Educator, father, grandfather and respected elder, Samuel Tso, passed away May 9 in Farmington, New Mexico at age 89. One of the founding members of the Navajo Code Talker Foundation and its Vice President for more than 10 years, Tso, of Lukachukai, Arizona, was a Code Talker in World War II.
Navajo Nation President Ben Shelly ordered the Navajo Nation flag flown at half-staff from May 10 through May 14 to honor Tso for his service to the Navajo Nation and his country in World War II.
“The Navajo Nation has lost another Code Talker and that saddens my heart. The Code Talkers have brought great pride to our Nation and the loss of Samuel Tso saddens not only myself, his loss saddens the Navajo Nation. On behalf of the First Lady, the Vice President, and the Navajo people, we offer our prayers, condolences and words of encouragement to the Tso family. Samuel Tso was a true Navajo warrior,” said President Shelly in a press release.
Yvonne Murphy, Secretary of the Navajo Code Talkers Foundation, wrote in an e-mail that, “The Navajo Code Talkers Foundation has lost a treasured member of its board of directors. Mr. Tso ardently advocated to preserve the history and legacy of the Navajo Code Talkers and was determined to witness the final construction of the National Navajo Code Talkers Museum and Veterans Center. He envisioned the museum to be a vehicle for educating future generations, nationally and internationally, of the Navajo Code Talkers’ unique ‘secret weapon’ of military warfare communications developed using the Navajo Language. His fight to keep America free during World War II will forever leave an indelible mark in American history. Mr. Tso’s legacy and story will be forever remembered.”
Being a Code Talker and sharing the important part that American Indians played in winning World War II was vitally important to Tso, said his son Ronald. “Dad was interviewed in 1995 by National Geographic for a documentary film for the 50th anniversary of the battle of Iwo Jima, where Dad fought as a part of the Fifth Marine Recon Division.”
In an account from that time, which Tso often told, he and another member of the unit were sent to search for machine gun emplacements. He was fearful and had a dream in which he saw a woman in buckskin. She gave him a necklace made of cedar beads and told him not to be afraid, because the necklace would protect him. On the day of the mission, Tso received a letter with no return address. It was a cedar bead necklace.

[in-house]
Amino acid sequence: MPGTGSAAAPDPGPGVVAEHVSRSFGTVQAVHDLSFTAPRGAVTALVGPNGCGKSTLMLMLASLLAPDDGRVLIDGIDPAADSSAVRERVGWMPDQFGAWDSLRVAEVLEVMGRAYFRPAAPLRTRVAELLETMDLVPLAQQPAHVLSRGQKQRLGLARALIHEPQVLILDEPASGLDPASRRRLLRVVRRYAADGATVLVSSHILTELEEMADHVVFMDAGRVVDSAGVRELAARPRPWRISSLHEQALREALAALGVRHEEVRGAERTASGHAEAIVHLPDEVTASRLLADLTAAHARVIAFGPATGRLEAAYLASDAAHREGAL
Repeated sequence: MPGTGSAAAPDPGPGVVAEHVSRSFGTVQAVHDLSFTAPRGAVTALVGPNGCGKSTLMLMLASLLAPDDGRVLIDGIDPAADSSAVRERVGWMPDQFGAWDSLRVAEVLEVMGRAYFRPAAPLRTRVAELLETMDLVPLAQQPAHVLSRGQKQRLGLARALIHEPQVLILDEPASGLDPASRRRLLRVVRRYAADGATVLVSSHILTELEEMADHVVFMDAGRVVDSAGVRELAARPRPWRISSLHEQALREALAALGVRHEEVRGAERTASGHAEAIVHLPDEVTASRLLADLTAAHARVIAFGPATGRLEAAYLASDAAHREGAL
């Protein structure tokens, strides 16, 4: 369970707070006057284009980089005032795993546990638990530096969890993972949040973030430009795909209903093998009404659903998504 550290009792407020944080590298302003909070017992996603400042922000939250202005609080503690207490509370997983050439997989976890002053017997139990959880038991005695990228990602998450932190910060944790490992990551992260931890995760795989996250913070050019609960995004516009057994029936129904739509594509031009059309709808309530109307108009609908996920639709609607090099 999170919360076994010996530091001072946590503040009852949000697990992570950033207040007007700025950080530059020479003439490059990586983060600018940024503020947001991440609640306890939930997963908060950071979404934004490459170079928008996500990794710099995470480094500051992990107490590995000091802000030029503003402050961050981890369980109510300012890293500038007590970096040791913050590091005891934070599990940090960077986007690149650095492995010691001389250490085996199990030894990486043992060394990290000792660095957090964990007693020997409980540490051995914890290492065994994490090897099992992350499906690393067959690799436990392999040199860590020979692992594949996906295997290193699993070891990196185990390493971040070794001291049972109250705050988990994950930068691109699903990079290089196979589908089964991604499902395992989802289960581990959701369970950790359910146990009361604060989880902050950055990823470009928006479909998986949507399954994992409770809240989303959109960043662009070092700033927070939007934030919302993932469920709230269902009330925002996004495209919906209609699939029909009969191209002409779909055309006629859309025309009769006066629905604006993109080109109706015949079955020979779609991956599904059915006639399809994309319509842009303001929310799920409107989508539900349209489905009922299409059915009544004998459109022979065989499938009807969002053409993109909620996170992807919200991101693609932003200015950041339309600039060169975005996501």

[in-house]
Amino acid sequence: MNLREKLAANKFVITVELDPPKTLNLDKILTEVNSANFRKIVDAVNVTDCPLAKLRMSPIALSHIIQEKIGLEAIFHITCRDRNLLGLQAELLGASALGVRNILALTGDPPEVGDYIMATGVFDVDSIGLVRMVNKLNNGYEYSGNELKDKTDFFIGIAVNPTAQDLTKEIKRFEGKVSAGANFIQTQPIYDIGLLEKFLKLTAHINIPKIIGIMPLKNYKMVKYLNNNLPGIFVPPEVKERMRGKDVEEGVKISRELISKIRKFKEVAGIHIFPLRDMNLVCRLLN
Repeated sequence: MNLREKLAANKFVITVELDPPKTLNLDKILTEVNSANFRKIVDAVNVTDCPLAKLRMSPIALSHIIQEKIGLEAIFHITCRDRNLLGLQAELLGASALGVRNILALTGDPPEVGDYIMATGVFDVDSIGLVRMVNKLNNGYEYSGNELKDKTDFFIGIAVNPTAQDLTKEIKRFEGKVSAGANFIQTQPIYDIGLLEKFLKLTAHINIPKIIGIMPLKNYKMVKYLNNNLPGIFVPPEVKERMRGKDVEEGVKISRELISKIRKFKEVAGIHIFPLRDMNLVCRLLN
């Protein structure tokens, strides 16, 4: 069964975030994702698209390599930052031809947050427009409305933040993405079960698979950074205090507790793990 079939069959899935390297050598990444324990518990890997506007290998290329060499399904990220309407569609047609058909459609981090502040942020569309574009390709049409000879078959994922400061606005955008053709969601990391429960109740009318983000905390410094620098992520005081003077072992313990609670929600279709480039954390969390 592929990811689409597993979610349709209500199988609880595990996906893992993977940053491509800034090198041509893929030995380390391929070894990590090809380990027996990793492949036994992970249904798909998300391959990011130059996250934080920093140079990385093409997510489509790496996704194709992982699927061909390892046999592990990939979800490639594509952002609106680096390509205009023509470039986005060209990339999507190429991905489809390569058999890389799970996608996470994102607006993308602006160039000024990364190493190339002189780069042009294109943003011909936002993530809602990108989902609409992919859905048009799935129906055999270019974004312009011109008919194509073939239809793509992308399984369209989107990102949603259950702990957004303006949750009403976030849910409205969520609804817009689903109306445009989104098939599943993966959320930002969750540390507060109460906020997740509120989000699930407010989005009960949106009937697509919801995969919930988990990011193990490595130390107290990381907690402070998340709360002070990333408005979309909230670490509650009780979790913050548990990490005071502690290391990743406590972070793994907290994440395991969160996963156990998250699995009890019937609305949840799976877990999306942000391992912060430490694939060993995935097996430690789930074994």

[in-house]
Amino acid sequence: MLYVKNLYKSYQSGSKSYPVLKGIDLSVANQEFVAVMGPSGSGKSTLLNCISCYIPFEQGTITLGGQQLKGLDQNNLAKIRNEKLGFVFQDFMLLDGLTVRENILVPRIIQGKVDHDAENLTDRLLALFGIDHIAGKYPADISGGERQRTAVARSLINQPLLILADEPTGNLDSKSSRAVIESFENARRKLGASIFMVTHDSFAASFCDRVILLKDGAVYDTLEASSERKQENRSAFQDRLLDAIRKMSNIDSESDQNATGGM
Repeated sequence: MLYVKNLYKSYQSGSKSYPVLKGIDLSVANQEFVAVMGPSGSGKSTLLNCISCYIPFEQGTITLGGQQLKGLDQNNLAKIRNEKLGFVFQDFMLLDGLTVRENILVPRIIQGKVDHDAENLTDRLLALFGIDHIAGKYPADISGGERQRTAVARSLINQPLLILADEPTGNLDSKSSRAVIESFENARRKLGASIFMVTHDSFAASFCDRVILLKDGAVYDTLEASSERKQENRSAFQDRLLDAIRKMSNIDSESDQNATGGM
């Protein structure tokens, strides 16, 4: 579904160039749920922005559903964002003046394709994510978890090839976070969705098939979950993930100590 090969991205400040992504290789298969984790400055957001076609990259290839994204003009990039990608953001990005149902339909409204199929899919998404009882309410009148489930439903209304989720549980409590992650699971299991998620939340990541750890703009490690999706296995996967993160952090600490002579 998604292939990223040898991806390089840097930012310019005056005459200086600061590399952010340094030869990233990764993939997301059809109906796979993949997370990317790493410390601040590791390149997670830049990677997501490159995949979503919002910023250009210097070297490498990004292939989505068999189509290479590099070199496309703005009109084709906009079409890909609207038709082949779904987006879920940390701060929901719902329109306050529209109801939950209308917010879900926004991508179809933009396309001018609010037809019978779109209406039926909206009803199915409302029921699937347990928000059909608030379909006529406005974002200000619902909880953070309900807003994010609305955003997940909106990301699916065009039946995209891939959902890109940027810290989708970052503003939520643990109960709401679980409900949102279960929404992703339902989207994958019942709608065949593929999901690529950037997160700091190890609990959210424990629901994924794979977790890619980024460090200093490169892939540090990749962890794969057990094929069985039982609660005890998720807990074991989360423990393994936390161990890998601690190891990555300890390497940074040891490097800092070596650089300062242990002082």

“After he received that,” continues his son, “He had no fear, because he knew he would be protected. They went in and got there during a time when the Japanese machine guns were quiet. They got there unscathed, got the artillery called in, and got back out of the area safely.”
Tso’s daughter-in-law Danita Washington says that Tso was an inspiration to many. “Samuel was an educator foremost, because he believed that without an education, no one could go anywhere. Samuel was the first in his family of 13 children to go to school and into the military. All the young ones aspired to be like grandpa, because of his military service and encouragement of them to go to school. Many of his children, nieces and nephews went into the military because of him. Same way with education – many are teachers or in medical fields. He’s leaving a wonderful legacy.”
Samuel Tso was born June 22, 1922, at Black Mountain near Many Farms, Ariz. He was Zuni Tachiinii and born for Nakai Dine’e. According to Ronald Tso, Samuel received a Bachelor’s degree in elementary education from Utah State University. He taught at Intermountain Indian School in Brigham City, Utah, and was a teacher supervisor and principal at Lukachukai Boarding School. He also received a Master’s degree from Arizona State University.
Funeral services took place May 16 with a Catholic mass at St. Isabel Catholic Church in Lukachukai, followed by a military service at the church’s cemetery. He is survived by son Ronald Tso and daughter Yvonne Tso, three grandchildren and five great grandchildren.